Why Is the Sun Considered a Star?
The sun is considered a star because it has all the characteristics of one. In fact, the sun is unremarkable. There are countless stars with the same attributes as the sun throughout the universe.
Early philosophers considered the sun to be special. Its power was obvious: The sun illuminated the streets and caused temperatures to rise. They often considered the sun to be like the moon in many ways. The movement of the stars was baffling, and the planets caused even more questions. The special nature of the sun seemed evident to philosophers and astronomers, who believed that it rotated around the Earth. When later models showed that the sun was the center of the solar system, the sun seemed a bit less remarkable and special.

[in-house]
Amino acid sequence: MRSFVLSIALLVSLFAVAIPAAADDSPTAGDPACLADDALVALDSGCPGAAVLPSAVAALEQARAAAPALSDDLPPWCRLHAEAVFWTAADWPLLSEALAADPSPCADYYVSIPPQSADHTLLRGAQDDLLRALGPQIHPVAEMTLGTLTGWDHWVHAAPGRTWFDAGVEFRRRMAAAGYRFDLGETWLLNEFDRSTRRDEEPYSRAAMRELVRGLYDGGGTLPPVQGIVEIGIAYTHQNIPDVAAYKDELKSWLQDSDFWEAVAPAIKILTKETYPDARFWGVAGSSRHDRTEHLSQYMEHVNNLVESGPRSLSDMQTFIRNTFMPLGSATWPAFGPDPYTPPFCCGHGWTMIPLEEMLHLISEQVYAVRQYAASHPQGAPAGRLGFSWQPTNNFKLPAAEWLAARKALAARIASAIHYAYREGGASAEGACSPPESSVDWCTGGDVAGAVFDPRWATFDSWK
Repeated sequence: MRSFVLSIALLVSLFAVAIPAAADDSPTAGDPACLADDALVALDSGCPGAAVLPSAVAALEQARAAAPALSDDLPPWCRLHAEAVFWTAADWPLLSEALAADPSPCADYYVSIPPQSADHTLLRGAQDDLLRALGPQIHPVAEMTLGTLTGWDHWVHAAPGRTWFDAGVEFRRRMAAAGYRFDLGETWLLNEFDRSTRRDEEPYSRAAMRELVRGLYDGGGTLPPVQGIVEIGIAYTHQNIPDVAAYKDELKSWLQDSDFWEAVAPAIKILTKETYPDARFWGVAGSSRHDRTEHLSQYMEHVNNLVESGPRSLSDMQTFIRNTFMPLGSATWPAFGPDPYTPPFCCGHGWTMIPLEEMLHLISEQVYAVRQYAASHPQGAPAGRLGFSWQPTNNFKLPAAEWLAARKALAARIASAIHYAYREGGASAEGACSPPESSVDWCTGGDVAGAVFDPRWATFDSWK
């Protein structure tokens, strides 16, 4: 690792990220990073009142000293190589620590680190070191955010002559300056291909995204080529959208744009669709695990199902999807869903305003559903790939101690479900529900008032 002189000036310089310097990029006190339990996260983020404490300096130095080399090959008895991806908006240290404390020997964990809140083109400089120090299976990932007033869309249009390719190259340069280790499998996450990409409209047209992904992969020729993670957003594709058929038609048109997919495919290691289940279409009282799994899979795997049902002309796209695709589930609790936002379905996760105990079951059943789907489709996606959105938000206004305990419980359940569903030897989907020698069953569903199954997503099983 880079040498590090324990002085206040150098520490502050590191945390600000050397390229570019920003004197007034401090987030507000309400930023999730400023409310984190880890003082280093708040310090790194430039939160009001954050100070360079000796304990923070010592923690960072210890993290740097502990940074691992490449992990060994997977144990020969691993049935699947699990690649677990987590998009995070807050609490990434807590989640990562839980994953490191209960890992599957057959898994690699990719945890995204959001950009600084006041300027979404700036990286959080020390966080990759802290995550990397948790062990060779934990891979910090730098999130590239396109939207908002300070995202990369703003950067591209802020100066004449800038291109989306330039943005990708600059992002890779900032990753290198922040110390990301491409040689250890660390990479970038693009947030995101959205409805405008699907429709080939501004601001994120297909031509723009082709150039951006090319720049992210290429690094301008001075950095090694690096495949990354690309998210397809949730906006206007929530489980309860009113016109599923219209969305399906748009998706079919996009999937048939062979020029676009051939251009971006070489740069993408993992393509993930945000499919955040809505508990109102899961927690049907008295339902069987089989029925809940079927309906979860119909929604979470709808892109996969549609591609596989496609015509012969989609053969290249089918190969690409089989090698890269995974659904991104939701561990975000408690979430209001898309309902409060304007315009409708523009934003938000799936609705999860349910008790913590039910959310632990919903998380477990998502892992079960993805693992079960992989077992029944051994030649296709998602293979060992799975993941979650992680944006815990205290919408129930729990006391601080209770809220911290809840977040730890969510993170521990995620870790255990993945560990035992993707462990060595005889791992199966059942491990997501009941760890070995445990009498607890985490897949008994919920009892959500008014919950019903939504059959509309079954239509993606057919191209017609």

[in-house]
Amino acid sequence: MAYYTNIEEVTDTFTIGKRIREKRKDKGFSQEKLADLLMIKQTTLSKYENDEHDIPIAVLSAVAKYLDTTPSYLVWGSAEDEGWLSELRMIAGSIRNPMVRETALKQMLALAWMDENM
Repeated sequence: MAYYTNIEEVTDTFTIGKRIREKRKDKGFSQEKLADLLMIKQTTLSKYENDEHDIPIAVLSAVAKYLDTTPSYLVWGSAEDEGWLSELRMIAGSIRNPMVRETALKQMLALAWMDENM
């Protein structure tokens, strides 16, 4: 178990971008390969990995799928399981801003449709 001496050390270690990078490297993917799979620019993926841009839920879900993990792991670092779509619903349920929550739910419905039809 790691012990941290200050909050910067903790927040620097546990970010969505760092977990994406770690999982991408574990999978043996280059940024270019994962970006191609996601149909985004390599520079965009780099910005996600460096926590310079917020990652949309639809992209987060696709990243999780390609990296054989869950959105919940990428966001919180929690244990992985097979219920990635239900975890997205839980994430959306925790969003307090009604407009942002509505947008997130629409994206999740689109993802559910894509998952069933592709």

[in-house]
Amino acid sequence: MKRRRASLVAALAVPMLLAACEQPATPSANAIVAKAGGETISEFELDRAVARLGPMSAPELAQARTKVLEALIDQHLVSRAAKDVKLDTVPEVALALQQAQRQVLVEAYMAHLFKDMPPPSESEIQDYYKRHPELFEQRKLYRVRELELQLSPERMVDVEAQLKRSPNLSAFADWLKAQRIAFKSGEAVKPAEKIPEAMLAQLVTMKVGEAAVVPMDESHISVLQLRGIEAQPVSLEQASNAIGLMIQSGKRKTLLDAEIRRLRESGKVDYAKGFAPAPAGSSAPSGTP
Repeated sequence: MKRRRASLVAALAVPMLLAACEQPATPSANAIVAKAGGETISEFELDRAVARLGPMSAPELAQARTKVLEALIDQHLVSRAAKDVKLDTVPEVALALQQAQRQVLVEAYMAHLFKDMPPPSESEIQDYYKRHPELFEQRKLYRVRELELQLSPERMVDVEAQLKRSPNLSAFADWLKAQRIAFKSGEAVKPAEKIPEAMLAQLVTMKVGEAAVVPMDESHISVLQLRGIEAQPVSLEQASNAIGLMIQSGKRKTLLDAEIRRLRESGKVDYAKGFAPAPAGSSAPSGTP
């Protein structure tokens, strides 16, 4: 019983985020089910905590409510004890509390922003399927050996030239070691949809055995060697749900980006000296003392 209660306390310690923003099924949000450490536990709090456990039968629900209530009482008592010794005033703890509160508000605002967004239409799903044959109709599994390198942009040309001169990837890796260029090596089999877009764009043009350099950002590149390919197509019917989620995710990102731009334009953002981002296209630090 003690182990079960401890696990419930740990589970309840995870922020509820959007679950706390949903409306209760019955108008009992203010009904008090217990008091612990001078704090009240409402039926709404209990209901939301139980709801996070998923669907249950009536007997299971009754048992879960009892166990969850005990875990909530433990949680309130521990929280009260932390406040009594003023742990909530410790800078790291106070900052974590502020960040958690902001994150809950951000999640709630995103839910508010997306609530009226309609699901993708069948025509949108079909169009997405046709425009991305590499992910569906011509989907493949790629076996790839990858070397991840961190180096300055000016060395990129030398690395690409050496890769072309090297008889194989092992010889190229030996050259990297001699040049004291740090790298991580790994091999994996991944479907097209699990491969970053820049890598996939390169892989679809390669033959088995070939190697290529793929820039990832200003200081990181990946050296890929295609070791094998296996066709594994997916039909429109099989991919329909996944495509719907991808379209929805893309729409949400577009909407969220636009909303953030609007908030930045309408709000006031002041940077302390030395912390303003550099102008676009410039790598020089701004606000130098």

During the Renaissance period, astronomers began proposing that the stars were actually distant bodies like the sun. Because the sun is so bright and powerful, they reasoned, it must be visible over an incredible distance. Because of this, they realized that the sun would look like a star from an appropriate distance. Over time, this view became dominant, and the work of William Herschel helped solidify the sun's position in the Milky Way galaxy as one star among many.